We asked Robert Fitzsimmons to review the popular MatadorU writing course, as we’ve been seeing great stories coming from their alumni! This post was originally published on MatadorU review.

The MatadorU writing course is aimed at budding travel writers. It’s been running almost a year now and the first wave of students are seeing, and demonstrating, the benefits already.

The course is designed to be 12 weeks long and train the student to become a competent travel writer. I did the course in Sept-Nov 2009 when it was new. I already had a travel blog and was already travelling; I chose to do it as I fancied improving my writing, as I wasn’t seeing much traffic on my blog at the time.

The course

The MatadorU writing course lasts for 12 weeks (3 months) and is divided into 12 modules which are released for access each week. There is no pressure to keep up with this pace though, as the course material and access to forums is for life — so if other things take your attention for a while, you can feel free to return to the material when it suits you.

Chapter breakdown

1. Travel writing This section covers how travel writing became popular, how it started, and where the industry is today. It highlights the typical opportunities available both offline and online in traditional and new media.

2. Understanding writing structure The chapter explains different styles of writing, what is appropriate where, and what is the most important part of an article you have written. This is ‘classic’ for a writing course and an important foundation.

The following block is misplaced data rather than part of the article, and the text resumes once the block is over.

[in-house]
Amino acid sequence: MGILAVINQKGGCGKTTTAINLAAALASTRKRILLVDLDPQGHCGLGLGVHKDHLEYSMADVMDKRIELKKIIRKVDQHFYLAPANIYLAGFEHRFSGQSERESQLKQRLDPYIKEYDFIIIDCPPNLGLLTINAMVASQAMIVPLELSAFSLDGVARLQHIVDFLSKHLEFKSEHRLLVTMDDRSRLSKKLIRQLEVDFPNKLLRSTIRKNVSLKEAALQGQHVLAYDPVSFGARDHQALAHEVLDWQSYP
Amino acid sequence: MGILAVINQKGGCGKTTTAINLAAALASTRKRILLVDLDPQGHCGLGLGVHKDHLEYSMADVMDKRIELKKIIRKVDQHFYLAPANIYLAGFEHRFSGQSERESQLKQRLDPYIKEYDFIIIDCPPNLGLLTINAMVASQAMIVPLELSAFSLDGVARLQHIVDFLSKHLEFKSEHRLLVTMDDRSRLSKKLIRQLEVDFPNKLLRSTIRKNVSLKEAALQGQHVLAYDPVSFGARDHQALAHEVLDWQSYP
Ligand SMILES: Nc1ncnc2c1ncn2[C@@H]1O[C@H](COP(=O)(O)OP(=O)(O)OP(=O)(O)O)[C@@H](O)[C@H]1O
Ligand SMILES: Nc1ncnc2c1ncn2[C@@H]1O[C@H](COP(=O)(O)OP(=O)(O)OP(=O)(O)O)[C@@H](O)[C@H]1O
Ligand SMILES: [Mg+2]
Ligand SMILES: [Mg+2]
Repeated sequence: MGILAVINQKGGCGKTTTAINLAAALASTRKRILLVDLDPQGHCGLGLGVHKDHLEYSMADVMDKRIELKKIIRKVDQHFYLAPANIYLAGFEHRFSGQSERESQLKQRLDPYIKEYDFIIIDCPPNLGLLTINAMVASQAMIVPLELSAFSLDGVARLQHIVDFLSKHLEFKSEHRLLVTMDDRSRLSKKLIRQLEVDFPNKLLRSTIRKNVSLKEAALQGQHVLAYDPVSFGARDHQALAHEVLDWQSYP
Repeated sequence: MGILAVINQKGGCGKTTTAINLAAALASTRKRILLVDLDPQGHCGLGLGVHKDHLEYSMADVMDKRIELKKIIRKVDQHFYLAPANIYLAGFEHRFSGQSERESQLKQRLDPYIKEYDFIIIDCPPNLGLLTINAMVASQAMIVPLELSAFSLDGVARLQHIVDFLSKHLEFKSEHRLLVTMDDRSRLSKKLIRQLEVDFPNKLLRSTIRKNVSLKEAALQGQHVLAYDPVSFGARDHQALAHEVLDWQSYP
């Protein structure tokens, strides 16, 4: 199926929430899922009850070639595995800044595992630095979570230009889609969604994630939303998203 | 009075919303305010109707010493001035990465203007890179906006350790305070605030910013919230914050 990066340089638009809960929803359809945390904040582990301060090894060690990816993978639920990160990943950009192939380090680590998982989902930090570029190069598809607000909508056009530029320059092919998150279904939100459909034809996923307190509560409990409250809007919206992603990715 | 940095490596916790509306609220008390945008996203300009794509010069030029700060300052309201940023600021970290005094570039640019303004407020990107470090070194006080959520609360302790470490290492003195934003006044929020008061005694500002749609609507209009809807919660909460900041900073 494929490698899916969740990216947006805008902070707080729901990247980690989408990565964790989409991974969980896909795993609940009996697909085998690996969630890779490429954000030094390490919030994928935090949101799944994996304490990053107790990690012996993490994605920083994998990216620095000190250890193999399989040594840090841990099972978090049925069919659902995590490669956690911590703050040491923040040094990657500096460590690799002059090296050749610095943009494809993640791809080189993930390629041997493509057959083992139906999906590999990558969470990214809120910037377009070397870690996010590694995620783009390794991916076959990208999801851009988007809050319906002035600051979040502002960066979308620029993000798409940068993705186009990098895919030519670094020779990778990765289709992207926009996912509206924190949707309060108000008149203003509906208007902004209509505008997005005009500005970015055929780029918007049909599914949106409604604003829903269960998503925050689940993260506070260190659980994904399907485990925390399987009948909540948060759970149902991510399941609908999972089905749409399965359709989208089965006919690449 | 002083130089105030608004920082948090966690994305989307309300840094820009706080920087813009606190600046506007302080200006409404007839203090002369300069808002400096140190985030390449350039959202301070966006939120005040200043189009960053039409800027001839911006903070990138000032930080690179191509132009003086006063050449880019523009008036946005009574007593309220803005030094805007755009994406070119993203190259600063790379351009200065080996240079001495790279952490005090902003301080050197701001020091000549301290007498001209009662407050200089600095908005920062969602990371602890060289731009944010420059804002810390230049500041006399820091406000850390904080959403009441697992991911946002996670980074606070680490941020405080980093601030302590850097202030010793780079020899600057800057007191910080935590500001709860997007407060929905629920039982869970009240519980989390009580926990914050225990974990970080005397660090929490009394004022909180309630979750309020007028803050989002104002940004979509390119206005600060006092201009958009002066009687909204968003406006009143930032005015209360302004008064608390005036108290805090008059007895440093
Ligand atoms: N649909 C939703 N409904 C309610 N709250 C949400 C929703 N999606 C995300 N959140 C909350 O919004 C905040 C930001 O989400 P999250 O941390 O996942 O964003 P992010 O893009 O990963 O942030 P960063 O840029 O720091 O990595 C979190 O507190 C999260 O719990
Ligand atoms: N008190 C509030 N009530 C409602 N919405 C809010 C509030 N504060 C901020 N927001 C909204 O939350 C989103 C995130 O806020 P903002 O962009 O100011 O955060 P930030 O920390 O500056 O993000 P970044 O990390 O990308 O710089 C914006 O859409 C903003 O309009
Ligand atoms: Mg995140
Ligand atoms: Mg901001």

Write travel diary by swimparallel on Flickr
3. Bringing your story-telling voice to life This isn’t ‘finding your voice’ as such, but making the most out of what you do have, and adapting where necessary. I found this section a bit weak and it pulled me away from how I usually write. But in that respect (effectively forcing experimentation in my writing) I found what I was comfortable with and therefore best at.

4. Story forms Working with standard narrative structures and forms is another foundational part of writing. You learn to use traditional forms of storytelling (fiction) but applying your own (travel) experiences into it. I found this chapter to be another experiment building upon chapter 3.

5. How to prepare for a paid assignment The stuff you might overlook behind a writer’s job. Research, planning and pitching. The stuff you don’t get directly paid for, but need to do. In effect the ‘paperwork’ of writing.

6. Thinking like an editor The editors aren’t just looking for sympathy here, they teach you how to make their life easier, and that means you’re more likely to get their attention and get your work published.

7. Myths and realities If they put this chapter out publicly then they might not get so many sign-ups. This chapter shoots down the glamour associated with travel writing in its various forms, mentally prepares you for the problems you will find ahead, and highlights the amount of effort you’re going to need to put in.

8. How to manage writing assignments With all that writing work coming in, being self-employed and self-reliant, you need to manage yourself. This chapter irons the creases and lays down a how-to of keeping as many people happy as possible to make your career as a travel writer work.

9. Use of social media Using social media to promote your writing and personal brand is a huge topic, and the chapter is brief. Which is a shame as mastering it will take your writing up to very high levels much quicker than has been historically possible. It is more a ‘learn how the internet currently works’ chapter than a guide about how to master things.